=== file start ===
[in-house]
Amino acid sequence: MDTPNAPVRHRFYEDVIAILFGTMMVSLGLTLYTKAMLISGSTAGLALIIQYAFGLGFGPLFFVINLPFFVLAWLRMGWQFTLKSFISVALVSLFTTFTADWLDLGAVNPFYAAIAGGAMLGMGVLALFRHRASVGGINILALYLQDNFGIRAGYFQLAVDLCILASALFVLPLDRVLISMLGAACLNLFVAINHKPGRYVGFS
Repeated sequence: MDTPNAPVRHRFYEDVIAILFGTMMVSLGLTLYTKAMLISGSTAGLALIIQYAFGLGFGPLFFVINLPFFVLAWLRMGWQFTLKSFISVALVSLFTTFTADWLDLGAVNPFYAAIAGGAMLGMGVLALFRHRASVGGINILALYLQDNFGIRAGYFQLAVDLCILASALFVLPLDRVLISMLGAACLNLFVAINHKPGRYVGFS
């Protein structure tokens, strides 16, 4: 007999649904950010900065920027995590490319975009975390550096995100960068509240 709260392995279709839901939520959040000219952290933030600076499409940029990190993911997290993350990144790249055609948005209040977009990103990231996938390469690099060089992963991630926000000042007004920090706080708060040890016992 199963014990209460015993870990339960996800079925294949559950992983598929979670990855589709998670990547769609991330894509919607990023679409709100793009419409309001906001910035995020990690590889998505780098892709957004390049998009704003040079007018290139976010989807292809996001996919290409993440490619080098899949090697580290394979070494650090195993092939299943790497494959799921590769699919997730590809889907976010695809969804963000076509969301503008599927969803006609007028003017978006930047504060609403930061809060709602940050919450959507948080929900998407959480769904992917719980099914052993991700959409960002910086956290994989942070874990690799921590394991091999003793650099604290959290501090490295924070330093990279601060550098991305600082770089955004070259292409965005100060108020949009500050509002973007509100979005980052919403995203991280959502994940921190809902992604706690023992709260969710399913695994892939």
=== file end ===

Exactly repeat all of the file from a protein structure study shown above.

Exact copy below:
[in-house]
Amino acid sequence: MDTPNAPVRHRFYEDVIAILFGTMMVSLGLTLYTKAMLISGSTAGLALIIQYAFGLGFGPLFFVINLPFFVLAWLRMGWQFTLKSFISVALVSLFTTFTADWLDLGAVNPFYAAIAGGAMLGMGVLALFRHRASVGGINILALYLQDNFGIRAGYFQLAVDLCILASALFVLPLDRVLISMLGAACLNLFVAINHKPGRYVGFS
Repeated sequence: MDTPNAPVRHRFYEDVIAILFGTMMVSLGLTLYTKAMLISGSTAGLALIIQYAFGLGFGPLFFVINLPFFVLAWLRMGWQFTLKSFISVALVSLFTTFTADWLDLGAVNPFYAAIAGGAMLGMGVLALFRHRASVGGINILALYLQDNFGIRAGYFQLAVDLCILASALFVLPLDRVLISMLGAACLNLFVAINHKPGRYVGFS
């Protein structure tokens, strides 16, 4: 007999649904950010900065920027995590490319975009975390550096995100960068509240 709260392995279709839901939520959040000219952290933030600076499409940029990190993911997290993350990144790249055609948005209040977009990103990231996938390469690099060089992963991630926000000042007004920090706080708060040890016992 199963014990209460015993870990339960996800079925294949559950992983598929979670990855589709998670990547769609991330894509919607990023679409709100793009419409309001906001910035995020990690590889998505780098892709957004390049998009704003040079007018290139976010989807292809996001996919290409993440490619080098899949090697580290394979070494650090195993092939299943790497494959799921590769699919997730590809889907976010695809969804963000076509969301503008599927969803006609007028003017978006930047504060609403930061809060709602940050919450959507948080929900998407959480769904992917719980099914052993991700959409960002910086956290994989942070874990690799921590394991091999003793650099604290959290501090490295924070330093990279601060550098991305600082770089955004070259292409965005100060108020949009500050509002973007509100979005980052919403995203991280959502994940921190809902992604706690023992709260969710399913695994892939």